BALLMAN: There was no exit polling on the Homestead issue, so a definitive analysis of its effect on the Gore-Nader vote breakdown is difficult, if not impossible, to determine. But in a poll with likely Florida voters taken two months before the election, 63 percent of respondents said building a major airport at Homestead would increase pollution and sprawl and threaten nearby Biscayne Bay and the Everglades. Mark Mellman is president of The Mellman Group, the Washington, D.C.-based polling firm, which conducted the survey.

MELLMAN: Any politician that takes a stand against this airport has the possibility of picking up votes on that basis.

BALLMAN: The heads of South Florida's environmental groups took note of that poll, and they pleaded with Gore officials to head off an expected swing of votes to Nader. Florida Everglades Coalition co-chair Don Chinquinna.

CHINQUINNA: We even hosted a meeting here with his campaign, where they came down, you know, during the week or so before the election, asking for our support. And we told them in no uncertain terms that even if you could convince the environmental community that you're on the right side of this issue, we can't convince our followers. We can't convince our membership. Because they feel so betrayed by your silence that they're fearful that you're going to do the wrong thing. That you're going to go ahead and award this airport to Dade County. And as a result, they're voting for Nader.

BALLMAN: On election day, nearly 97,000 Floridians voted for Nader. In the three heavily Democratic counties in and around Homestead, Nader picked up 13,000 votes.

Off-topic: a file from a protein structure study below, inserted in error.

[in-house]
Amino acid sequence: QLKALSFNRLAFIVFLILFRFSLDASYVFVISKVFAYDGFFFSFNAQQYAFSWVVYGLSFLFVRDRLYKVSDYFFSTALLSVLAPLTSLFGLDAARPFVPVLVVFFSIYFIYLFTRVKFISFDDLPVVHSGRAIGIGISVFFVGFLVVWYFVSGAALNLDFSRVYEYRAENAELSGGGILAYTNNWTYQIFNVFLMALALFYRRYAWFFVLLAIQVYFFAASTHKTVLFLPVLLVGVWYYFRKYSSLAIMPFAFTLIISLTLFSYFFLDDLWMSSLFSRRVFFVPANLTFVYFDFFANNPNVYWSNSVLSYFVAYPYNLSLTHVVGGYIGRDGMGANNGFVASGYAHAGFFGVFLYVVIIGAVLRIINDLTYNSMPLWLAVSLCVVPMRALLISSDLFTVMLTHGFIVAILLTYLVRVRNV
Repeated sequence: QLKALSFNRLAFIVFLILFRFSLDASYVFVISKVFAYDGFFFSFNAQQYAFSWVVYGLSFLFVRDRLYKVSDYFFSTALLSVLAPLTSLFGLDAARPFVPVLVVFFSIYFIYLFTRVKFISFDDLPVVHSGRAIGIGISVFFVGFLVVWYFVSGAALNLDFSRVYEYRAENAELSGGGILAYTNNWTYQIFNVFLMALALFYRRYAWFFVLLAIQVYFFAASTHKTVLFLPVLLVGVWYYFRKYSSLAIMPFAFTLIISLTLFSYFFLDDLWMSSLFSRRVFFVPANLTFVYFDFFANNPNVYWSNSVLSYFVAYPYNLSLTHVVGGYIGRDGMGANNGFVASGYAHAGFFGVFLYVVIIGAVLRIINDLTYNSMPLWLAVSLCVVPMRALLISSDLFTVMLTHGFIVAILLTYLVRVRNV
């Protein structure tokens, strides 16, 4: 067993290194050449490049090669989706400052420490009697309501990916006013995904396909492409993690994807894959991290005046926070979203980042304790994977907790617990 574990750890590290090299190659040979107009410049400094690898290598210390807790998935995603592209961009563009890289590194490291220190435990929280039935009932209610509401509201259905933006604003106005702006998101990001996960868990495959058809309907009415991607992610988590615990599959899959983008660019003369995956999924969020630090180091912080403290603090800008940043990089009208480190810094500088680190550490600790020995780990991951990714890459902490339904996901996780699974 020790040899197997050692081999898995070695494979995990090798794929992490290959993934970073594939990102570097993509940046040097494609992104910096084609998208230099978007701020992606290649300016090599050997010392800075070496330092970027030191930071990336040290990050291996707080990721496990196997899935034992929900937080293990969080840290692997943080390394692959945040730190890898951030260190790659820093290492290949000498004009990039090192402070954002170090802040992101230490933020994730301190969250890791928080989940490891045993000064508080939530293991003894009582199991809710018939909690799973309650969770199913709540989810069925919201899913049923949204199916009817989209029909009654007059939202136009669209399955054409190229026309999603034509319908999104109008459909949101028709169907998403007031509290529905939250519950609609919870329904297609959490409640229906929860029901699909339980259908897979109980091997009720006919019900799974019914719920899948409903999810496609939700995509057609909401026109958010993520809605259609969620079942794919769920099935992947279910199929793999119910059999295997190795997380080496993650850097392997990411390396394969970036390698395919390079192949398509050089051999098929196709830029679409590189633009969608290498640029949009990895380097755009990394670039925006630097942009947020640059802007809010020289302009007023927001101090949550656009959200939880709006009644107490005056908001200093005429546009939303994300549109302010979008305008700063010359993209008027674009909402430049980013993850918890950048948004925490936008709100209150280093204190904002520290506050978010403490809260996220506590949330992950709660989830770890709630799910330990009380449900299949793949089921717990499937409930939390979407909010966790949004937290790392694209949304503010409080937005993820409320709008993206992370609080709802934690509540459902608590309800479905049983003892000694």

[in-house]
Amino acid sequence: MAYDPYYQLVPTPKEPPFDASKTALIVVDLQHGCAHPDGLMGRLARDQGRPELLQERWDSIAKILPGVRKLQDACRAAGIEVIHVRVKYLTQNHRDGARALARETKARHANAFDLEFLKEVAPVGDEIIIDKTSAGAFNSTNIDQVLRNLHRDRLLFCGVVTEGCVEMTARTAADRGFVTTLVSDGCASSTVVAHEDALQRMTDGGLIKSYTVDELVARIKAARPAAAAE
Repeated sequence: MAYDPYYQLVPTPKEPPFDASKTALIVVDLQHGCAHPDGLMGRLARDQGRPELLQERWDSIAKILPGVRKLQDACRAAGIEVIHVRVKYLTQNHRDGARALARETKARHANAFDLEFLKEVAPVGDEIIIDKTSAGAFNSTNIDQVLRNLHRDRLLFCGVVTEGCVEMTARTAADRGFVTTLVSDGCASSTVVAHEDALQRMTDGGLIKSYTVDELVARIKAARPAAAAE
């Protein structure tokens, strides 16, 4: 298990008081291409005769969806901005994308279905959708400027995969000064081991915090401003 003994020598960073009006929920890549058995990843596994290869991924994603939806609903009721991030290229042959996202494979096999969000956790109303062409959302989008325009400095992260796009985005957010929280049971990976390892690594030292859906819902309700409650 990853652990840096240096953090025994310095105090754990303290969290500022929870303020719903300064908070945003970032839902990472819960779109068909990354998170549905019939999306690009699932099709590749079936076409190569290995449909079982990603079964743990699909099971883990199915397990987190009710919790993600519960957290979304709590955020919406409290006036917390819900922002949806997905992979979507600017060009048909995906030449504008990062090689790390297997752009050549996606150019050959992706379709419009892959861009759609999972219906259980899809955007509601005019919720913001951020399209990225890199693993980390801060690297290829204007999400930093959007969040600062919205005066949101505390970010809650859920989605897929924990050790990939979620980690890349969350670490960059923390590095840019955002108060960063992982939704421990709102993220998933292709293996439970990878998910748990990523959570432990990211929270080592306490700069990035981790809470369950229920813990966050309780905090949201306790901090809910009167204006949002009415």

CHINQUINNA: It doesn't take a rocket scientist to figure out what happened. People did not trust Al Gore any more because of his position on the airport, and, just my own humble opinion, I think it cost him the election.

McGINTY: Plenty of people can serve as Monday morning quarterbacks.

BALLMAN: Once again, Gore advisor Katie McGinty.

McGINTY: Ralph Nader has never lifted a finger on this issue. If it were only for Ralph Nader we'd have an airport operating there now, because he has never surfaced, never been active, never been helpful on this issue, ever. Period. And even though it meant that he would be criticized, as he is being criticized, Al Gore stood firm in defense of a process that's critical if this issue is going to be handled properly.

(Milling voices)

MAN: (on microphone) We're going to have everybody on this country calling that White House line comment operator until the President of the United States gets the clear message that these two national parks are not for sale...

BALLMAN: At a meeting in Coral Gables, Sierra Club members plan their next strategy on Homestead. The government's final report on what to do with the air base is due out in December. A decision on the airport's future will come 30 days later. So they're turning their attention now to President Clinton, asking him to pull federal support for the airport before he leaves office. Or at least come out in favor of the environmental community's plan to turn the old air base into an office and tourist complex. Others hope that Al Gore, whether he is the next president or the outgoing VP, will finally weigh in on the issue. That's why Lloyd Miller decided to vote for Gore.

MILLER: In terms of this issue, it was a reluctant vote.

BALLMAN: Homestead is not the only place where Al Gore's silence on environmental issues may have cost him some votes. Activists note the vice president never came out for or against breaching dams in the Pacific Northwest to restore runs of endangered salmon. And an unkept promise to close an incinerator in East Liverpool, Ohio, haunted him throughout the campaign. In those states the vote margins didn't matter. But in Florida, a contentious environmental issue in a small town may have made all the difference. For Living on Earth, I'm Chris Ballman.